June 18, 2020

1601 words 8 mins read

Using DMARC information is complicated in practice in the real world

Using DMARC information is complicated in practice in the real world

As part of a planned switch to rspamd as our anti-spam system (well, our spam recognition system), I’ve been taking a closer look at how our test rspamd scores some email and what it reports about why. This has given me a new and unhappy view of DMARC in the real world, building on how DKIM looks for our ‘good’ email. So let me tell you a story, starting with the background.

The university is now

a big user of Microsoft Teams. The university’s UTmail+ institutional email system for staff, faculty, and so on is also “powered by Office 365”, which is to say that it is hosted in Microsoft’s ‘Outlook/Office 365’ cloud (with a bunch of contractual terms around what datacenters our data actually lives in and so on). However, while everyone here has a UTmail+ account (which is also your Teams account), some people forward their email to other systems. In particular, any number of people here forward their UTmail+ email to us.

Various activity in Microsoft Teams generates email to you, which normally is sent to your institutional email account in UTmail+ and may then get forwarded to us. As a good email citizen in the modern world, Microsoft Teams DKIM signs its email:

DKIM: d=email.teams.microsoft.com s=selector1 c=relaxed/relaxed a=rsa-sha256

Such email comes from ‘noreply@email.teams.microsoft.com’ as both the envelope sender and the From: header address.

As a good email citizen in the modern world, the Outlook/Office 365 environment also DKIM signs outgoing email, this time under the ‘onmicrosoft.com’ domain instead of microsoft.com:

DKIM: d=utoronto.onmicrosoft.com s=[…] c=relaxed/relaxed a=rsa-sha256

Unfortunately, when Microsoft Teams email transits either our hosted Office 365 environment or at least one other institution’s hosted one, something breaks the Microsoft Teams DKIM signature. At the same time, Office 365 does not change the From:, which means that the message is covered by whatever DMARC policy applies to that ‘noreply@email.teams’ address.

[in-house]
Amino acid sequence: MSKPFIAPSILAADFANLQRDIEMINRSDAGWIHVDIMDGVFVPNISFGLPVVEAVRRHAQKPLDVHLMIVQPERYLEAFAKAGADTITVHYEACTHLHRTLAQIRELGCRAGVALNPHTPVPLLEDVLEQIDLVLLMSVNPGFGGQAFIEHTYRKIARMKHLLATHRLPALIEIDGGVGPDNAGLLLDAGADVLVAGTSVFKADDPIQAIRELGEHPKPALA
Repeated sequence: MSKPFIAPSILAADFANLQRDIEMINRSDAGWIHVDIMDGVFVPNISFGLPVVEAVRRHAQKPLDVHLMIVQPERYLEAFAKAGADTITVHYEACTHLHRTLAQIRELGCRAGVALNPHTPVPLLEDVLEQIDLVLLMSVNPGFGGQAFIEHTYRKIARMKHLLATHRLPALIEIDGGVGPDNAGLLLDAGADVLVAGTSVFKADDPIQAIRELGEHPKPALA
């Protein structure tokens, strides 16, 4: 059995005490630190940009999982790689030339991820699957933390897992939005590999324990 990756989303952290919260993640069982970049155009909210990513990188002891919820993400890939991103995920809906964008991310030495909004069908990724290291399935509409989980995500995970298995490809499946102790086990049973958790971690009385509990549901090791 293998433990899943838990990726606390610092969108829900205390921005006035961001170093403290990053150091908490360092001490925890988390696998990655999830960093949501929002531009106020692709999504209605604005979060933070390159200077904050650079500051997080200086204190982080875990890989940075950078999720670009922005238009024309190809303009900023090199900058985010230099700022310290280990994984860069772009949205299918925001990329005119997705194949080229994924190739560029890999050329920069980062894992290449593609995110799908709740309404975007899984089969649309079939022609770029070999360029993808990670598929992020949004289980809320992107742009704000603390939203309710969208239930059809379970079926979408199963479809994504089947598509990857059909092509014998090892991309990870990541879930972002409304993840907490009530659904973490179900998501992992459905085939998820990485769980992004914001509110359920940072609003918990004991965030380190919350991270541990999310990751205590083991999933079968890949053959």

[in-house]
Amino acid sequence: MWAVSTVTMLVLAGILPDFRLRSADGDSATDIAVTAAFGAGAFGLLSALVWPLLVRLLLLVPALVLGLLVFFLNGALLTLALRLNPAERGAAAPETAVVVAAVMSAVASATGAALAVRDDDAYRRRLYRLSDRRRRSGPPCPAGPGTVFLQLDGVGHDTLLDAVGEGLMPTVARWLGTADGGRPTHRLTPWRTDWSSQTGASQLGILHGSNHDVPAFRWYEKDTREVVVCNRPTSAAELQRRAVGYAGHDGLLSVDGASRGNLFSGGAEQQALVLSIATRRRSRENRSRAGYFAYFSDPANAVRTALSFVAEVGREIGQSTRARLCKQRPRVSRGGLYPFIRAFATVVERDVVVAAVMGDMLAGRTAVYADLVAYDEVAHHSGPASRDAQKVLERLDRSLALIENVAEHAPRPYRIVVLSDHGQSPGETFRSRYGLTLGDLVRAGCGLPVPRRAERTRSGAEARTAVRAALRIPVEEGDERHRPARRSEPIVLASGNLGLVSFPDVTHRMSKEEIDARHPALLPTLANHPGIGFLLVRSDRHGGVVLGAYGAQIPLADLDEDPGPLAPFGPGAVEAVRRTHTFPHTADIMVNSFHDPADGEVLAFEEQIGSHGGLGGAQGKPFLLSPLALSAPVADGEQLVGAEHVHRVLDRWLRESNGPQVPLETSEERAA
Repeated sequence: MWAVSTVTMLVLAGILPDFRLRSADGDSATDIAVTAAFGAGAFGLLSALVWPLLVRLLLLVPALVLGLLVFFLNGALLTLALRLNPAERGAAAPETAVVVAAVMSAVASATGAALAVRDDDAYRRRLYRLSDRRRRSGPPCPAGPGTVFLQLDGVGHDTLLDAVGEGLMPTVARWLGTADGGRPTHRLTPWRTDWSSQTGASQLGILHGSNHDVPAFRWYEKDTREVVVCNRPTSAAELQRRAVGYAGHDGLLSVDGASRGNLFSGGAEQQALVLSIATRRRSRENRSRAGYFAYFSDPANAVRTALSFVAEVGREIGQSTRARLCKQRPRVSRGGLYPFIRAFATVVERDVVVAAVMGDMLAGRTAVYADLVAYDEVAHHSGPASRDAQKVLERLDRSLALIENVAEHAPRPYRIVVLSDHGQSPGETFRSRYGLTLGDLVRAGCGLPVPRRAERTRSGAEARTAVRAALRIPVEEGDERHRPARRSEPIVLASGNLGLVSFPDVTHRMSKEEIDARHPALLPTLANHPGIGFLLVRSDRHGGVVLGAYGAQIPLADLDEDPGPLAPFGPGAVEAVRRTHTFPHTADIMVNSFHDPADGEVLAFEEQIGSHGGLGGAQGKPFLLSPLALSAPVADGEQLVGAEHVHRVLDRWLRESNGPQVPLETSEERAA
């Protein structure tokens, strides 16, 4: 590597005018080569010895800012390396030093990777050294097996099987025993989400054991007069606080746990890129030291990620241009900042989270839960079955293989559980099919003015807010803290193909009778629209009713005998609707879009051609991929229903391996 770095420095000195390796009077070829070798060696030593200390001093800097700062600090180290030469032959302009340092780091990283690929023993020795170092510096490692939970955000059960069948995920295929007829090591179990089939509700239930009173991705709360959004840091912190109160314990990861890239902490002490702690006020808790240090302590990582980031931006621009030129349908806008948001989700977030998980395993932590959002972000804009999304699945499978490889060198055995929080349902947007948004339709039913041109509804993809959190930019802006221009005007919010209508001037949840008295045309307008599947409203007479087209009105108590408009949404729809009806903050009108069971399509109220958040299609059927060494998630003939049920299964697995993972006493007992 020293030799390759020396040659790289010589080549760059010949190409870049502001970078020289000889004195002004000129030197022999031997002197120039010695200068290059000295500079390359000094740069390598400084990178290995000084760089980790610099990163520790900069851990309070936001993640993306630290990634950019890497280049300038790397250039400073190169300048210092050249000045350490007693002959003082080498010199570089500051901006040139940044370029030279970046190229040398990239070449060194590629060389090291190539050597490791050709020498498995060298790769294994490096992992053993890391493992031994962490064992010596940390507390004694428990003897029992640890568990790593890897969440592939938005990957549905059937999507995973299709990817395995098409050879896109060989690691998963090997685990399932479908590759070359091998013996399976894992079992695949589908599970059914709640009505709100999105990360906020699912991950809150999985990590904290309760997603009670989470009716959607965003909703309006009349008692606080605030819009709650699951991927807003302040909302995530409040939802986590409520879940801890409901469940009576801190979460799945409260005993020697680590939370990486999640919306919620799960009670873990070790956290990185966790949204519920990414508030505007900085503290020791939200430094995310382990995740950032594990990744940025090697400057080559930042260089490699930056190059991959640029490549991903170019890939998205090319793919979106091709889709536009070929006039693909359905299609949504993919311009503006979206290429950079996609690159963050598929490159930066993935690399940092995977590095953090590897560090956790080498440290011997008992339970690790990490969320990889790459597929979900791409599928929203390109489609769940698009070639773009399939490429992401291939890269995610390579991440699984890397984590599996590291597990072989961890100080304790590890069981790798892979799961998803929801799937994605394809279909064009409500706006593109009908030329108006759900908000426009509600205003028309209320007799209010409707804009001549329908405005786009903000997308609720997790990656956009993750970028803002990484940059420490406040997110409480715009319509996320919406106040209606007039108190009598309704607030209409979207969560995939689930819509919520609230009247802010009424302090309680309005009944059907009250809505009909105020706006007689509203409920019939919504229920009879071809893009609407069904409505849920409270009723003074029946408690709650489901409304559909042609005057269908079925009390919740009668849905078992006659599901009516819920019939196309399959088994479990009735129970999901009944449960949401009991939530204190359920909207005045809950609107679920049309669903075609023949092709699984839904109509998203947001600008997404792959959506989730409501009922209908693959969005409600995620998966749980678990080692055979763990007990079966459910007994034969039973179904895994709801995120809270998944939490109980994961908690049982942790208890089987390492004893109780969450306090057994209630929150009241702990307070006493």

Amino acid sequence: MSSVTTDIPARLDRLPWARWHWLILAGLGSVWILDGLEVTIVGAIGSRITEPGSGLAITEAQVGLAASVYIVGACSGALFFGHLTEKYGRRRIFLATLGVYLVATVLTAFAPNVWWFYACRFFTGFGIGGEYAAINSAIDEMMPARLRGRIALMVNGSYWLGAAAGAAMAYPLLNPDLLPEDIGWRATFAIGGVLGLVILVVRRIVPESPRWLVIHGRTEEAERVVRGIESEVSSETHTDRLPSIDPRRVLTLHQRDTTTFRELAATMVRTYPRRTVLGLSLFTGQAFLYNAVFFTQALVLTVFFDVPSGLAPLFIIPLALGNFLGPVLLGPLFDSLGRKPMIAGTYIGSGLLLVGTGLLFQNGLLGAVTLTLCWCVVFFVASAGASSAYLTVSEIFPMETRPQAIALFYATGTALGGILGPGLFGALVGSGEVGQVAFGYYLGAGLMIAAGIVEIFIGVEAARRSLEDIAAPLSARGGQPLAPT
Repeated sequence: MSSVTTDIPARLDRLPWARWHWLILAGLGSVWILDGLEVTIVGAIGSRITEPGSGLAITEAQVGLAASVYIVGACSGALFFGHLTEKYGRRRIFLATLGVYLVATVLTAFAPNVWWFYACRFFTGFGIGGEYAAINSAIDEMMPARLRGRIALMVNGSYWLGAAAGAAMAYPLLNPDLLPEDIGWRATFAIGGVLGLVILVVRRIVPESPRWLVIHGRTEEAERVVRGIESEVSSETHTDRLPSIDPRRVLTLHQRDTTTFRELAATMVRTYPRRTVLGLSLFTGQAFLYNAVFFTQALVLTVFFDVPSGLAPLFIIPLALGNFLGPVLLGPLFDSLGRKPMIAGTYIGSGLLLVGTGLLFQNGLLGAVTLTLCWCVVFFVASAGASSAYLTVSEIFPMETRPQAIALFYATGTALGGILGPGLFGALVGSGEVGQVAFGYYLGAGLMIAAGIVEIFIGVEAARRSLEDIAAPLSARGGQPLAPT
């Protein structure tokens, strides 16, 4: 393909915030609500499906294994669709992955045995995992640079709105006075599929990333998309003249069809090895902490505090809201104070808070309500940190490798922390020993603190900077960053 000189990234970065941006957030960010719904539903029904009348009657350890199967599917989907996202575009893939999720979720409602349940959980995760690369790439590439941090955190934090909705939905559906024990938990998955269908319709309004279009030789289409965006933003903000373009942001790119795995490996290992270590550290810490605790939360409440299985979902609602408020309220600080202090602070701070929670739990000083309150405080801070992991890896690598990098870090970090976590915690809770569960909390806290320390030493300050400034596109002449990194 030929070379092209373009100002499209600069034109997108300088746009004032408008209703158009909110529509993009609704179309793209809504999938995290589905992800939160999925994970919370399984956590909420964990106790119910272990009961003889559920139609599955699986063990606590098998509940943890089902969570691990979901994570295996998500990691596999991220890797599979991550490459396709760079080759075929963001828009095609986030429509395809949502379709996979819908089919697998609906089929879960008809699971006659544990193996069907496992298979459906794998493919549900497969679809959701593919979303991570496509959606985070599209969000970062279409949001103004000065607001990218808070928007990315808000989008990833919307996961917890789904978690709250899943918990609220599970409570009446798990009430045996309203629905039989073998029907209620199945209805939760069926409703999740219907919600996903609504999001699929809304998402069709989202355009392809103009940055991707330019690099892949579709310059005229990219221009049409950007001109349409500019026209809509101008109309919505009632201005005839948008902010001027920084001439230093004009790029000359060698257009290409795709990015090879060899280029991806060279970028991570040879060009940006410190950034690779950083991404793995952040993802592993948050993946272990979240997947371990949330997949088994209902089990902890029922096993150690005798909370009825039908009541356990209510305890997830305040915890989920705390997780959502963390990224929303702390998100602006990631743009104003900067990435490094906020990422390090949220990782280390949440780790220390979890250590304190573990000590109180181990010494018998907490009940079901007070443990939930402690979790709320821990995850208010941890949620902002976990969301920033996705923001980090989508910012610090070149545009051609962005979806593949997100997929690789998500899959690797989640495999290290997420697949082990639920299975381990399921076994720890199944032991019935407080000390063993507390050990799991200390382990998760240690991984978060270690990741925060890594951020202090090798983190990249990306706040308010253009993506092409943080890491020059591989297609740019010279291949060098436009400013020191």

The email.teams.microsoft.com sub-subdomain does not have its own DMARC policy. Instead it falls under the general microsoft.com DMARC policy:

v=DMARC1; p=reject; pct=100; […]

This says that anything with a From: of a microsoft.com address that fails DMARC and SPF should be rejected. Since Microsoft advertises this DMARC policy, rspamd takes them at their word and applies a spam score penalty to all of this entirely legitimate email.

There is a standard that is supposed to deal with this problem, ARC. The Office 365 forwarding environment appears to put on various ARC headers, but in a sample Teams email I have these headers seem to claim not to have validated the original DKIM signature, just the SPF results. In any case, it feels like there would need to be some explicit configuration somewhere so that either we or Microsoft would give ARC signatures from these Office 365 environments the power to give a pass on microsoft.com’s DMARC policy. In practice rspamd sometimes applies a mild bonus (ie, not-spam) for ARC_ALLOW, and sometimes gives it a neutral result of ‘no change in score’ (a 0.00 result, at least according to the logs).

(It appears that rspamd 2.5 adds an undocumented option to its ARC module to configure a whitelist of trusted ARC signers, per here, here and here, but without documentation I’m wary of touching it even if I could figure out what exactly to put where.)

Beyond the specific problem here and the opacity of what is going on in evaluating DKIM, DMARC, and ARC results in rspamd, notice how we have wound up in a situation where none of these things can be checked in isolation. In practice, you cannot just look at the From: domain and see whether it passes DMARC and DKIM checks; you need additional validation that is conditional on, well, something. In practice, to reliably accept Microsoft Teams email that transits a hosted Office 365 environment we would probably have to identify all of the outgoing sources for this, including for people who forward their Microsoft Teams email through another place that hosts their email in Office 365.

The practical result of all of this is that today I reconfigured rspamd to not assign any spam score penalty for a DMARC failure. DMARC failures are clearly going to happen with legitimate email to our users that transits through their UTmail+ addresses (at least), which in practice makes them useless.

(One comment.)

Author: cks

Date: 2020-10-01

URL: https://utcc.utoronto.ca/~cks/space/blog/spam/DMARCPracticalComplexity


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